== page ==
Exposure to Perfluoroalkyl Substances and Allergic Outcomes in Children: A Systematic Review and Meta-Analysis
By Yuehua Luo, Zhuoma Deji, and Zhenzhen Huang
September 8, 2020
Perfluoroalkyl substances (PFASs) are persistent organic pollutants and widespread throughout the environment. Although exposure to PFASs may contribute to the development of allergic diseases in children, evidence about this association remains inconclusive.
To conduct a systematic review and meta-analysis to assess the association between PFASs exposure and allergic diseases in children based on current evidence.
The databases including PubMed, EMBASE, and Web of Science were searched to identify all observational studies that examined the association between PFASs exposure and the risk of childhood allergic diseases. The Newcastle-Ottawa Scale was used to evaluate the quality of case-crossover studies, and a previously validated quality assessment framework was used for observational studies lacking control groups. Random-effects meta-analysis models were applied to pool odds ratio (OR) with 95% confidence intervals (CI).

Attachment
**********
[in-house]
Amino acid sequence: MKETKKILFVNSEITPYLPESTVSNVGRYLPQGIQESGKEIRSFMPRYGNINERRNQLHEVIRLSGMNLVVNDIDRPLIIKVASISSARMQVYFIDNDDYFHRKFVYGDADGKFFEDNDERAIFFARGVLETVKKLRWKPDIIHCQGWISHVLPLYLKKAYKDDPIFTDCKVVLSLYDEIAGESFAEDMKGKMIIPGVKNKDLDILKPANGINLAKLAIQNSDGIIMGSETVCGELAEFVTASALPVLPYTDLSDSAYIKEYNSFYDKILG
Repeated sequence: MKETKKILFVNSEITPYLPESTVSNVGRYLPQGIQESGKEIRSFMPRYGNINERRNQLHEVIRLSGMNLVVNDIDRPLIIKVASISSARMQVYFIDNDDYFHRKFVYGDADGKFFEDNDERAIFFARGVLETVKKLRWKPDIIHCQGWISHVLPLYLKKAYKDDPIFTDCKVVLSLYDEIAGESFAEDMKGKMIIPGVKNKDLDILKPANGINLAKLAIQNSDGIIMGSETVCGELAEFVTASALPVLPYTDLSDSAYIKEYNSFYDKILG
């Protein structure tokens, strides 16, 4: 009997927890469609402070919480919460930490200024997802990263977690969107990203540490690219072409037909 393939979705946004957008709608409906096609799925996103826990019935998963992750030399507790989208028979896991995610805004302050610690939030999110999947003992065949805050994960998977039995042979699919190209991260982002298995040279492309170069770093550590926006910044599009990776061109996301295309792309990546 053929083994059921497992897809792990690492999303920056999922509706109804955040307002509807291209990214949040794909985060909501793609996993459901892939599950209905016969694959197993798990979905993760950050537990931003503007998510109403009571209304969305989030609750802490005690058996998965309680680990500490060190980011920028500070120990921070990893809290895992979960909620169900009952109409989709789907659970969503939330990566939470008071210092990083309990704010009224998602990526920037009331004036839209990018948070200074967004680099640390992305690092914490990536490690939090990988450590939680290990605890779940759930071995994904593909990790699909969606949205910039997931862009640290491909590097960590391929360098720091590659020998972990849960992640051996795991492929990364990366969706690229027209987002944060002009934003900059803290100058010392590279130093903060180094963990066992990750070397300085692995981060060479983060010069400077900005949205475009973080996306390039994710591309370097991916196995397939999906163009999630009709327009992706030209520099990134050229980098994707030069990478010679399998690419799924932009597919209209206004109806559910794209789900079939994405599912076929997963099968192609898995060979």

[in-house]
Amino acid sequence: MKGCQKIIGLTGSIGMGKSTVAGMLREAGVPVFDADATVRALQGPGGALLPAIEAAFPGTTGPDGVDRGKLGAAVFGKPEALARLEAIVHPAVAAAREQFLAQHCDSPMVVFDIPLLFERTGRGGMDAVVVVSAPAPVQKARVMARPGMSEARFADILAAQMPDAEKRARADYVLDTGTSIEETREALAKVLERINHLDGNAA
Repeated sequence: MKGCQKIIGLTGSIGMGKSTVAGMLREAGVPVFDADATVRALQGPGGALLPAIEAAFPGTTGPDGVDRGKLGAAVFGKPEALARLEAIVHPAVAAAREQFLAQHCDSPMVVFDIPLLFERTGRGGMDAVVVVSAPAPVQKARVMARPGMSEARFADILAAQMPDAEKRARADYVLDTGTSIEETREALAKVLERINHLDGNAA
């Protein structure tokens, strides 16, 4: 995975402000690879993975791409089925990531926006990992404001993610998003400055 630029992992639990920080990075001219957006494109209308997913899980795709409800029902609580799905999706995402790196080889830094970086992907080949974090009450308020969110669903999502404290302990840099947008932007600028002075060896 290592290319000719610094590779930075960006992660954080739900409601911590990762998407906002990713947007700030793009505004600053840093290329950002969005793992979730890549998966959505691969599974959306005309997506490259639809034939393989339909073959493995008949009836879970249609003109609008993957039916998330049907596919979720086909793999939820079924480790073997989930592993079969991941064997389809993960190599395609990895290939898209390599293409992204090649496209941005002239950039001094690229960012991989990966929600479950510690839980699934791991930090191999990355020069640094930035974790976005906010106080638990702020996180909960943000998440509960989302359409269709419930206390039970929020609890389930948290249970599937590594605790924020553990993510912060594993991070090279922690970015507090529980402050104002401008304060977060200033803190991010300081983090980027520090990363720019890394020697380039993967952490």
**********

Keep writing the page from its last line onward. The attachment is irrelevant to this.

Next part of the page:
From an initial 94 articles (after duplicate removal), 13 studies through full-text assessment were included for quantitative assessment and descriptive synthesis. They are ten cohort studies, two cross-sectional studies, and one case-control study. The pooled estimates showed that perfluorononanoic acid (PFNA) was associated with eczema (OR = 0.89, 95% CI = 0.80-0.99), perfluorooctanesulfonic acid (PFOS) with atopic dermatitis (OR = 1.26, 95% CI = 1.01-1.58), and perfluorooctanoic acid (PFOA) with allergic rhinitis (OR = 1.33, 95% CI = 1.13-1.56). However, no such significant associations were found for wheeze and asthma.
The meta-analysis results suggest that PFASs exposure could potentially be associated with eczema, atopic dermatitis, and allergic rhinitis during childhood, but not with childhood asthma or wheeze. Future studies are needed to verify these findings.